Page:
• 8. Dhirubhaism No 4: ideas are no one’s monopoly--Shri Dhirubhai Ambani was not just firmly rooted in traditional Indian values, but was also the quintessentially modern man, the man of the new millennium. This was clearly reflected in his passion for mega-sized projects, the most advanced technology and the highest level of productivity. The corporate philosophy he followed was short, simple and succinct - "Think big. Think differently. Think fast. Think ahead. Aim for the best".He inspired the Reliance team to do better than the best - not only in India but in the world. Dhirubhaism 5: For him, his people were his most important asset. He scouted around for the best and most talented professionals, nurtured them and continuously propelled them to aim for still higher goals. These highly motivated people comprise the core of what he named: "The Reliance Family". Shri Dhirubhai Ambani visualised the growth of Reliance as an integral part of his grand vision for India. He was convinced that India could become an economic superpower within a short period of time and wanted Reliance to play an important role in realising this goal. The Bhagavad Gita states, "The actions of a great man are an inspiration for others. Whatever he does, becomes a standard for others to follow." This certainly applies to Shri Dhirubhai Ambani.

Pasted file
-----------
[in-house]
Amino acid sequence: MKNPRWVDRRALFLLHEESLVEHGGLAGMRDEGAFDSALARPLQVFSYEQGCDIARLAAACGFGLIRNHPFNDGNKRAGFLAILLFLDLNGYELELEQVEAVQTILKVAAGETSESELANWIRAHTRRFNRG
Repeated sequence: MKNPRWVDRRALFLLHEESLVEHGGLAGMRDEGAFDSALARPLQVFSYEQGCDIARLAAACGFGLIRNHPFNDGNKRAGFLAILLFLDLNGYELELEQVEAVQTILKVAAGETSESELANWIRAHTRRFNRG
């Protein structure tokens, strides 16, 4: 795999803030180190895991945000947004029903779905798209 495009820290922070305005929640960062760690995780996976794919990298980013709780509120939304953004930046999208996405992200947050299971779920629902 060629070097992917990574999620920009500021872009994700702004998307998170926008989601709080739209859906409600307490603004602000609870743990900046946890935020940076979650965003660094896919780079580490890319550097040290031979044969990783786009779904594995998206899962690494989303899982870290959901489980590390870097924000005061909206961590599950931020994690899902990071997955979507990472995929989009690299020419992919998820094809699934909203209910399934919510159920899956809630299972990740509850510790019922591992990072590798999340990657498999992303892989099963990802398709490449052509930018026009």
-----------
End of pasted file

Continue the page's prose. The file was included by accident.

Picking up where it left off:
• 9. CHALLENGES AND DIFFICULTIES A diamond is merely a lump of coal that did well under extreme pressure. So imagine how brilliant a human being can be by sustainin pressures of life. Life’s challenges are not supposed to paralyze you, they’re supposed to unleash your inner strength & help you discover who you are. In 1982, Reliance Industries came up against a rights issue regarding partly convertible debentures. It was rumored that company was making all efforts to ensure that their stock prices did not slide an inch. Sensing an opportunity, a bear cartel which was a group of stock brokers from Calcutta started to short sell the shares of Reliance. To counter this, a group of stock brokers till recently referred to as "Friends of Reliance" started to buy the short sold shares of Reliance Industries on the Bombay Stock Exchange. The Bear Cartel was acting on the belief that the Bulls would be short of cash to complete the transactions and would be ready for settlement under the "Badla" trading system prevalent in Bombay Stock Exchange during those days. The bulls kept on buying and a price of Rs. 152 per share was maintained till the day of settlement. On the day of settlement, the Bear Cartel was taken aback when the Bulls demanded a physical delivery of shares. To complete the transaction, the much needed cash was provided to the stock brokers who had bought shares of Reliance, by none other than Dhirubhai Ambani. In the case of non-settlement, the Bulls demanded an "Unbadla" (a penalty sum) of Rs. 35 per share. With this, the demand increased and the shares of Reliance shot above 180 rupees in minutes. The settlement caused an enormous uproar in the market and Dhirubhai Ambani was the unquestioned king of the stock markets. He proved to his detractors just how dangerous it was to play with Reliance. The situation was getting completely out of control. To find a solution to this situation, the Bombay Stock Exchange was closed for three business days. Authorities from the Bombay Stock Exchange intervened in the matter and brought down the "Unbadla" rate to Rs. 2 with a stipulation that the Bear Cartel had to deliver the shares within the next few days. The Bear Cartel bought shares of Reliance from the market at higher price levels and it was also learnt that Dhirubhai Ambani himself supplied those shares to the Bear Cartel and earned a healthy profit out of The Bear Cartel's adventure. After this incident, many questions were raised by his detractors and the press. Not many people were able to understand as to how a yarn trader till a few years ago was able to get in such a huge amount of cash flow during a crisis period. The answer to this was provided by the then finance minister, Pranab Mukherjee in the parliament. He informed the house that a